Saturday, November 03, 2007

Facebook and OpenSocial: Function vs Friendship

Wow, what a week. Hopefully I'll blog about it some time in the future. In the meantime, I've not had much chance to catch up with what's going on with Facebook-"challenger" OpenSocial in the last few days.

Phil is covering a lot of it at the moment, with some interesting questions and thoughts. However, from what little I've read of it, the primary focus is on widget portability, rather than network/user portability. In which case, one wonders what the priorities (and hence the business models) are for these services: Do users go to where the functionality is ("build it and they will come"), or do the applications go to where the users are? OpenSocial suggests the former, but my experience with Facebook and MySpace suggests the latter.

As such, I'm agreeing a lot with what Jeremy Keith is saying about it all - namely that what you really want, as a user, is to import and export your contact lists, not get access to the same app that everyone else everywhere has.

The paradigms are getting blurry, that's for sure. What do users really want - function or friends? Portability of both seems like important steps, but does competition get in the way of that? Are Google and friends really just doing something that now needs to happen at the National level?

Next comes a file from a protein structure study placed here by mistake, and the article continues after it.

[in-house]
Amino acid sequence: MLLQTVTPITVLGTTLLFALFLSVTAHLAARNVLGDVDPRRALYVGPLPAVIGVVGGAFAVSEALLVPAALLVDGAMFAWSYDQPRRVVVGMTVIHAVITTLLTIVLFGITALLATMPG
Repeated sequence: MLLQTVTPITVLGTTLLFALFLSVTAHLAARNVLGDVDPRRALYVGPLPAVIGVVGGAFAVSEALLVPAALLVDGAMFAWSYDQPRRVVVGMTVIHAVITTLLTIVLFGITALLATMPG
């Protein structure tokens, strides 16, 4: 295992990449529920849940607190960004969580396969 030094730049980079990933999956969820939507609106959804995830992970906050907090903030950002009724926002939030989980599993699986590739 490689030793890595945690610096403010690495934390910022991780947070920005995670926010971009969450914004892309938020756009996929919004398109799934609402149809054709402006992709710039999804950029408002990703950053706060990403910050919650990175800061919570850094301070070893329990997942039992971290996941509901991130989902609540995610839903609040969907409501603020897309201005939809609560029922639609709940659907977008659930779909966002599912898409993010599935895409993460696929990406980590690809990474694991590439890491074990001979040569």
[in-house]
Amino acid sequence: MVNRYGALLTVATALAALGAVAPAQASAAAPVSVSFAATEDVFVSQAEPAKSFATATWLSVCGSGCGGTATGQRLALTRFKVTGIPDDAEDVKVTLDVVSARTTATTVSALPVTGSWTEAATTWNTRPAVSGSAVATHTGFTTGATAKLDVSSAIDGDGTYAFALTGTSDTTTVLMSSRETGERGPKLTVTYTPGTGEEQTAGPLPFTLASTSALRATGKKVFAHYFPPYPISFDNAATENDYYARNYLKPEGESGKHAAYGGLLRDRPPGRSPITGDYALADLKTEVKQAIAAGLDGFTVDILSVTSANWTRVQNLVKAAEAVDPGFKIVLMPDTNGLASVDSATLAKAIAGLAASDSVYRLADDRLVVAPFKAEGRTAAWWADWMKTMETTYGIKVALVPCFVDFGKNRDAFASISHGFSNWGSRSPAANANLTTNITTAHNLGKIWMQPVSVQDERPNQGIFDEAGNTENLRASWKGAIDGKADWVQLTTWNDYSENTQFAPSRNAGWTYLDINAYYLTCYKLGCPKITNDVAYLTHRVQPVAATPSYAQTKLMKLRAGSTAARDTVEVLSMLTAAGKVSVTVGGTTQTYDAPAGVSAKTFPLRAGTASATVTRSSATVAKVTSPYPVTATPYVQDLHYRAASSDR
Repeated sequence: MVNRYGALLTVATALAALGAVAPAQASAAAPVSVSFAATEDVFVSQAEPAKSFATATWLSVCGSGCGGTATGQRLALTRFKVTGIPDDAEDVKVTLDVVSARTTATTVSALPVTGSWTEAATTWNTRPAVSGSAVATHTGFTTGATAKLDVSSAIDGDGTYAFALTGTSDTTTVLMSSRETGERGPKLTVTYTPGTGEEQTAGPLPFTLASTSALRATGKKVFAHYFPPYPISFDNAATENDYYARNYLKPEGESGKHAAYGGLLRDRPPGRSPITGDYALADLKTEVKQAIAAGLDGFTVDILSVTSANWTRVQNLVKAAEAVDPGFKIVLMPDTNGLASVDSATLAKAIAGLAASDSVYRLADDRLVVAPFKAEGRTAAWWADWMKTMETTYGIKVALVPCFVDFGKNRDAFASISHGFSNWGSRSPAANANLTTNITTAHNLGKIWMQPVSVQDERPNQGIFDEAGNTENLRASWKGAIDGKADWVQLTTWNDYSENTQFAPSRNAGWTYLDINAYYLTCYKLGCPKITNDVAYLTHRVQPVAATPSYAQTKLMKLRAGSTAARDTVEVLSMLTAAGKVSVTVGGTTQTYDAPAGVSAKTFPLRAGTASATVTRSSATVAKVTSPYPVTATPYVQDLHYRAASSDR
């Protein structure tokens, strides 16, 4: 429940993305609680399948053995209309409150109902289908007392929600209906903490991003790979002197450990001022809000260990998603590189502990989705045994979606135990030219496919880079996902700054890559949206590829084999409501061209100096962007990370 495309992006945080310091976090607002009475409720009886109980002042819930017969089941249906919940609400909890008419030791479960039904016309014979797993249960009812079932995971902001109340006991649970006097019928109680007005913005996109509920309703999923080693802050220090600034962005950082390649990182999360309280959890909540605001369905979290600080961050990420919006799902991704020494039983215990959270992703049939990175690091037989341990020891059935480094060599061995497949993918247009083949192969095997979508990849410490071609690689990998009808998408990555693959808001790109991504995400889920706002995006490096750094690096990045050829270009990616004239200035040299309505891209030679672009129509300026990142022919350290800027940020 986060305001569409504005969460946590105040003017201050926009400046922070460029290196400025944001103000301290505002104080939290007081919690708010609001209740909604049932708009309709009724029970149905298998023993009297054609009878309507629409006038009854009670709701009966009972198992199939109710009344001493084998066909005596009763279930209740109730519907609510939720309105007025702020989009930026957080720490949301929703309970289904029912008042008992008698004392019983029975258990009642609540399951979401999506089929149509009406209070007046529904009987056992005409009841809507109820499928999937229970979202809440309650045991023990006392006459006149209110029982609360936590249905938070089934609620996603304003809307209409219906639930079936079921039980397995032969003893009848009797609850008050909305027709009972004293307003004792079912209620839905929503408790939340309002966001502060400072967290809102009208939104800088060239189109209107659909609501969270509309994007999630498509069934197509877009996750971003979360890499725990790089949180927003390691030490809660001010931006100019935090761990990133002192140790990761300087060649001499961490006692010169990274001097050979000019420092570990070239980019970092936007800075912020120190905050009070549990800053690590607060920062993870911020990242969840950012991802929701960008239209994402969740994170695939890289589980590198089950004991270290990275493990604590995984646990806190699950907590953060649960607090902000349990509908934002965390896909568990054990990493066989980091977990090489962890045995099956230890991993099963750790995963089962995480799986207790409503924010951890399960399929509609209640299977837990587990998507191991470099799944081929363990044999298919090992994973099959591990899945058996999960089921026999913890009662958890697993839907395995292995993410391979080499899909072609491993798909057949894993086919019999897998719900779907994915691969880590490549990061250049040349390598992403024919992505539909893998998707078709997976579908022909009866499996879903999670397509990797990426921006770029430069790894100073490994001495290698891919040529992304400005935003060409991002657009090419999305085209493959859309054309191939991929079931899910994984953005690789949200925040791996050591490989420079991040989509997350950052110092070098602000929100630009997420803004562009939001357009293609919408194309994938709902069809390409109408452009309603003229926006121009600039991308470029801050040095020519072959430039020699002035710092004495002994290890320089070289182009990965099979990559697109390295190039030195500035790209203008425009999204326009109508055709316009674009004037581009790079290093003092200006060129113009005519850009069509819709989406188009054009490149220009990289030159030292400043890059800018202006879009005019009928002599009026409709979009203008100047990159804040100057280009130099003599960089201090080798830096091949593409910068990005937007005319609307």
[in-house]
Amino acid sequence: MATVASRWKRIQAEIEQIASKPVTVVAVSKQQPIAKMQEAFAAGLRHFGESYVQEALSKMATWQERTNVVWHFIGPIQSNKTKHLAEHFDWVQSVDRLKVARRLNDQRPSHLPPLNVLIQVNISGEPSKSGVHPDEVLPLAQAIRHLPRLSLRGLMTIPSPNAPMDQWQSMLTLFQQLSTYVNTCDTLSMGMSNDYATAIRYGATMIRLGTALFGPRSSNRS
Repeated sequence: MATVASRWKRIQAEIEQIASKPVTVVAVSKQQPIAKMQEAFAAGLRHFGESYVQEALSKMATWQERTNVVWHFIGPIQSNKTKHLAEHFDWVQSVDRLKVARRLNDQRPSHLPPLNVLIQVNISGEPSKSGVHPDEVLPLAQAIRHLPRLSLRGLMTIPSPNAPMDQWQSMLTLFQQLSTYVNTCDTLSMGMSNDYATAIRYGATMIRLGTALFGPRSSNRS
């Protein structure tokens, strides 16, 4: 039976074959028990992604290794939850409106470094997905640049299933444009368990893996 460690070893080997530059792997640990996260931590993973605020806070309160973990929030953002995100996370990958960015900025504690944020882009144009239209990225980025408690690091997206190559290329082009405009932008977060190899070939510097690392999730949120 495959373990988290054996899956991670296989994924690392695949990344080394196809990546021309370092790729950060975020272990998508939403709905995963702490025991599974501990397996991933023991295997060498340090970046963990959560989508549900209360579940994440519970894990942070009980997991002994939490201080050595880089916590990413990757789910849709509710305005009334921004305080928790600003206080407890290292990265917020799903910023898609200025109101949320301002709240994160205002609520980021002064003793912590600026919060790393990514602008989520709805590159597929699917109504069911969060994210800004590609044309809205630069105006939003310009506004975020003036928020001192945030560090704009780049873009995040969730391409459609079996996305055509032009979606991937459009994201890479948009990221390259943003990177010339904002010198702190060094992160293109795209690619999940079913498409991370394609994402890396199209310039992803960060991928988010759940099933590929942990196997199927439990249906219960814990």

1 comment:

Composing said...

Agreed it's about widget and not network portability.

That's the problem. What it ignores is that all the *interesting* widgets are going to be ones that include "social functionality" which I define as "access to the social network and its conventions *programatically*"

I think the platform which "wins" is the one which offers "scriptable people". :->

I have no problem at all with OpenSocial, in fact it's going to be very useful for me, but it's not going to be able to offer any rich way for widgets to access friends because all the YASNS are different underneath.

There was a vague possibility that it might have forced the YASNS to offer a richer common feature set, but sensibly it didn't try to do that, so in fact, handy as it is, it's pretty irrelevant for interesting social widgets.